Gasoline Standards as Trade Barriers
On December 15, 1993, the EPA issued regulations implementing the reformulated gasoline provisions of the 1990 Clean Air Act. The rules required the sale of cleaner-burning gasoline in the nation’s smoggiest cities beginning January 1, 1995. To avoid disrupting the fuel market and to provide refiners enough time to adjust their production, the EPA decided to issue a five-year interim standard rather than a fixed one. Between 1995 and 1997, refiners were required to reduce the amount of olefins (a chemical that leads to emissions of nitrogen oxide, which in turn contribute to ground-level concentrations of ozone). The reductions would be made on a percentage basis, using 1990 as the base year.
But though American refiners could use their actual 1990 production as their baseline, foreign refiners were required to measure their improvements not against their own production but against the U.S. average or statutory baseline. And to prevent refiners from dumping high-emission reformulated gas byproducts into conventional gasoline, all nonreformulated gasoline sold in the United States had to be at least as clean during 1995-97 as it was in 1990, with, again, the 1990 base calculated differently for foreign and domestic refiners.
The EPA recognized that this rule would make it harder for foreign refiners to sell their gasoline in the United States. EPA Assistant Administrator Mary Nichols told a Senate committee that she was “motivated by a desire to lean in the direction of doing something that would favor the competitiveness of U.S. petroleum companies vis-ê-vis Venezuelan companies.” Publicly, however, the agency claimed that it would be impossible to hold foreign and domestic producers to the same standard because in 1990 few importers collected the data needed to set their own baselines.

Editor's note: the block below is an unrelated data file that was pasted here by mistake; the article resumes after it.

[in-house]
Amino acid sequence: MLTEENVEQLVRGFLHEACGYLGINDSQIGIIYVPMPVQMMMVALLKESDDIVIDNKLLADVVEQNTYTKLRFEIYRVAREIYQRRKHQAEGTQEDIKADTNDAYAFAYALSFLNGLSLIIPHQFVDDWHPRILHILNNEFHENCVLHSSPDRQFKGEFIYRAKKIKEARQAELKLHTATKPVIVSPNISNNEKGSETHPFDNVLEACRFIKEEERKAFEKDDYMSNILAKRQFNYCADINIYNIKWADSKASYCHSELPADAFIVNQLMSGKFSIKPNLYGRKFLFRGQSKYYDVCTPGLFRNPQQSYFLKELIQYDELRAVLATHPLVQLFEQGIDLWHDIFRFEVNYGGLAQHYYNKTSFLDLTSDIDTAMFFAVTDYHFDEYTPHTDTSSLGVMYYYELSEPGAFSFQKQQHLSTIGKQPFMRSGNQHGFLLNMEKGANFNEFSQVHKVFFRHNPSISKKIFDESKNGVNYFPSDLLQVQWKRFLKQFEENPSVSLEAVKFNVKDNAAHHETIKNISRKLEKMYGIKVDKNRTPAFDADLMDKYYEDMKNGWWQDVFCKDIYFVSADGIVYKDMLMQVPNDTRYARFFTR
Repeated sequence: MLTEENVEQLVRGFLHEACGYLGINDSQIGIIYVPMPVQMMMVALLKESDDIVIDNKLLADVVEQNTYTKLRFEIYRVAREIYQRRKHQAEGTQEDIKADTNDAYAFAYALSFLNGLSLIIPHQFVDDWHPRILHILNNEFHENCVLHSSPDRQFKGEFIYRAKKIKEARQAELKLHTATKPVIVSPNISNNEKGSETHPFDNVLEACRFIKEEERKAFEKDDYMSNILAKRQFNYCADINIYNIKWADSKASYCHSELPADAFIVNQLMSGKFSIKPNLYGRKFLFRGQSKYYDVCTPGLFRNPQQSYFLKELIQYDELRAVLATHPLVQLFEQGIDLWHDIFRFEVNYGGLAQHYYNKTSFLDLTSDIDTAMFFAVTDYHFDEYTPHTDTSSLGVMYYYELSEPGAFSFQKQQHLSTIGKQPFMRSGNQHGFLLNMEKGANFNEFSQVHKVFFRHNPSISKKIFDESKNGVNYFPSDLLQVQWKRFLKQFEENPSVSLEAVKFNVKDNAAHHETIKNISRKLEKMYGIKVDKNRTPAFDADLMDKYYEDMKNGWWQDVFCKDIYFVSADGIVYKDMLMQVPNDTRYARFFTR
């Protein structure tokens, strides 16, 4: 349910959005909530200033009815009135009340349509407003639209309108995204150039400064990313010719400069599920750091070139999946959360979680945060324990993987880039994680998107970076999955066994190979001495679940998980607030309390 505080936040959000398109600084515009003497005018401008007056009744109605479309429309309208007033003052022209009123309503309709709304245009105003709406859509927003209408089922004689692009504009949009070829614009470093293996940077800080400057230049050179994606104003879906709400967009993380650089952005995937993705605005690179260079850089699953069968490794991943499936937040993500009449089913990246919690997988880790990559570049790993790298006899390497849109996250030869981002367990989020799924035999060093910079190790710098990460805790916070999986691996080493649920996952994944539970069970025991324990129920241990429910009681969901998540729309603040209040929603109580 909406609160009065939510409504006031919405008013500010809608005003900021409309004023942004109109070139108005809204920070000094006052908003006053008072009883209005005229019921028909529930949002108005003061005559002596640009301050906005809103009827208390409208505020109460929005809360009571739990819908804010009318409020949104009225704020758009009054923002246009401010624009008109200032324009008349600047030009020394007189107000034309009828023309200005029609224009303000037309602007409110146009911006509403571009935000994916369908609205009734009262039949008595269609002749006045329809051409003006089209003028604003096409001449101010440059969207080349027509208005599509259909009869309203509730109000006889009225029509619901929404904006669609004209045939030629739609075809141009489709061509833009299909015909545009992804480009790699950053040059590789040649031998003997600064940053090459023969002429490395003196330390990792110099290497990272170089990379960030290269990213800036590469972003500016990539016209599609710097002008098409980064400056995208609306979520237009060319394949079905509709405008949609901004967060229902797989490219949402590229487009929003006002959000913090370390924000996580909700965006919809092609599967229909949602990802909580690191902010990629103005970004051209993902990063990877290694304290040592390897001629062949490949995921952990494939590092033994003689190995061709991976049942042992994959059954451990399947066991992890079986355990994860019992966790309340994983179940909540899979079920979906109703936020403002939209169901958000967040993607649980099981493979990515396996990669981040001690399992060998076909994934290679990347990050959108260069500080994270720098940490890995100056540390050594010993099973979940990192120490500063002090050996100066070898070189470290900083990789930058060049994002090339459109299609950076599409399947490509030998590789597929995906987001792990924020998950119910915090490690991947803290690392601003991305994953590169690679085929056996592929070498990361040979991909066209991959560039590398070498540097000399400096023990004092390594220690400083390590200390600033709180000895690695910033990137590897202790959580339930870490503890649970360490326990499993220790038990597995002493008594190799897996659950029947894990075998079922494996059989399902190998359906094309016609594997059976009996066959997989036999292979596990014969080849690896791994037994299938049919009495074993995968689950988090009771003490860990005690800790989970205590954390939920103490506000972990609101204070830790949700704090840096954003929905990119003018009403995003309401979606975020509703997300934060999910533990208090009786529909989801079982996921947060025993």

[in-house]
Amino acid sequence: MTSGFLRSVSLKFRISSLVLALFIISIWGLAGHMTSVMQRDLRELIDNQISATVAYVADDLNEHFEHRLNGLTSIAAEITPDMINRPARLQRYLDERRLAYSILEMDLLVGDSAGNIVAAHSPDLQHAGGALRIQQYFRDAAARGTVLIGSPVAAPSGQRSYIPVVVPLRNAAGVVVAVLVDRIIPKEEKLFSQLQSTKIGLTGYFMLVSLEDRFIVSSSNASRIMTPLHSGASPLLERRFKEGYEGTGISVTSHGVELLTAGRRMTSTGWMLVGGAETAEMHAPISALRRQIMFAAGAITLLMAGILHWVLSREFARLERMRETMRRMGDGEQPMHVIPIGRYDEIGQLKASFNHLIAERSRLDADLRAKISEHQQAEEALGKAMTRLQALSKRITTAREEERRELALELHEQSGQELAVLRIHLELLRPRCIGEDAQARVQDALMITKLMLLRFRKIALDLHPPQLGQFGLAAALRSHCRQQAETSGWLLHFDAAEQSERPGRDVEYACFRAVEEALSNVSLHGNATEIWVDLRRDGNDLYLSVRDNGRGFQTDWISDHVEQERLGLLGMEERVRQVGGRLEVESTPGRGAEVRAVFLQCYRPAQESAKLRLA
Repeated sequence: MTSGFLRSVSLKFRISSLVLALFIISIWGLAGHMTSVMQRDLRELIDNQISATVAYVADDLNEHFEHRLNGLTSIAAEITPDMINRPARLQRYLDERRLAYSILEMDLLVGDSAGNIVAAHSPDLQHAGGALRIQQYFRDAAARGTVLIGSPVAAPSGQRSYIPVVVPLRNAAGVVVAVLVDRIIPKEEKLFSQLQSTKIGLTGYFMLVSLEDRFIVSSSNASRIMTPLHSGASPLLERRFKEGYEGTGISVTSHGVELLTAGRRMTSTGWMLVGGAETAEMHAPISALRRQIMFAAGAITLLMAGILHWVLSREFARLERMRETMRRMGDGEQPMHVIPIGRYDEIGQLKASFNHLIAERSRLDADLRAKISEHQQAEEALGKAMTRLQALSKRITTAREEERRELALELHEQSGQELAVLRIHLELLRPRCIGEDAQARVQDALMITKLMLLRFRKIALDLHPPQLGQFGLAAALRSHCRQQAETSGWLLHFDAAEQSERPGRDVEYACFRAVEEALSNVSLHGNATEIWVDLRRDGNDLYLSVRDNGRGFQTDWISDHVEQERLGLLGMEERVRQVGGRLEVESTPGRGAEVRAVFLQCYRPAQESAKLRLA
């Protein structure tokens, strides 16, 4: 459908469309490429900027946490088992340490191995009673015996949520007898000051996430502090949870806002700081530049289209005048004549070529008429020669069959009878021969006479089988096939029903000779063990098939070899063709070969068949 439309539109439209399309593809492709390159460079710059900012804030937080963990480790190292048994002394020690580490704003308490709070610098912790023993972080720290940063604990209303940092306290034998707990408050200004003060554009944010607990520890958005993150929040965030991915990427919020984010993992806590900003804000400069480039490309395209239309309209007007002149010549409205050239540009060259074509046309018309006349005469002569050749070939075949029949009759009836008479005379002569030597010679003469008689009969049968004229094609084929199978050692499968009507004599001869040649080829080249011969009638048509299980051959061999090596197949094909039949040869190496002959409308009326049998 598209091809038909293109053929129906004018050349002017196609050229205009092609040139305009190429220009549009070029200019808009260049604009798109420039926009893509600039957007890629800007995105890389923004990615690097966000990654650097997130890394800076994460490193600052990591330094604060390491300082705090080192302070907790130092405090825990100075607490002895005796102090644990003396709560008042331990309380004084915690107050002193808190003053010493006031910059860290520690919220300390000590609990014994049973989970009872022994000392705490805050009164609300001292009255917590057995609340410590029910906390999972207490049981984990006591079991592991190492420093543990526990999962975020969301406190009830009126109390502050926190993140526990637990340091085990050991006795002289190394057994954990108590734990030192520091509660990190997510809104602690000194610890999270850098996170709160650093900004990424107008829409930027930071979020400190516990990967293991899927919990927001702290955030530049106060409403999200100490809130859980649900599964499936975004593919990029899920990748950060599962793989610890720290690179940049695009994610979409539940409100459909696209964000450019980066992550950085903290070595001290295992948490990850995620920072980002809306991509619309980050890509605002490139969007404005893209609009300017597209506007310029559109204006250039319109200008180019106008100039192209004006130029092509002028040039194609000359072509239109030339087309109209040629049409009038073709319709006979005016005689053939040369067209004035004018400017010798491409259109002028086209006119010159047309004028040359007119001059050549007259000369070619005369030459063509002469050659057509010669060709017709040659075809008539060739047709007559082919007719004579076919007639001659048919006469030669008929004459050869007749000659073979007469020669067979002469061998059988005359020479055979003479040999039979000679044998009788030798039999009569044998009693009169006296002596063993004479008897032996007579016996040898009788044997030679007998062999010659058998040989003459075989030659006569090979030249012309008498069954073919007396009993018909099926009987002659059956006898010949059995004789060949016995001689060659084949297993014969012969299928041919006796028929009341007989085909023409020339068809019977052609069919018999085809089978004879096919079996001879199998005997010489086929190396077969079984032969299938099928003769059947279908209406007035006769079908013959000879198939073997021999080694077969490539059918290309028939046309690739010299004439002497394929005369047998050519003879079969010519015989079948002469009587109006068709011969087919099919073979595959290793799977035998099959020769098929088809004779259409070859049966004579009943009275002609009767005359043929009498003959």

Venezuela, a major supplier of imported gasoline to the United States, immediately filed a formal complaint with GATT, arguing that the rule violated GATT’s national treatment clause by holding a like product to different standards depending on its country of origin. Not eager to risk losing a trade dispute in the midst of the Uruguay Round GATT negotiations, the Office of the U.S. Trade Representative pressured the EPA to modify its rule. Prudently, the office considered it “essential to try to make our country’s environmental objectives and trade objectives compatible where possible.”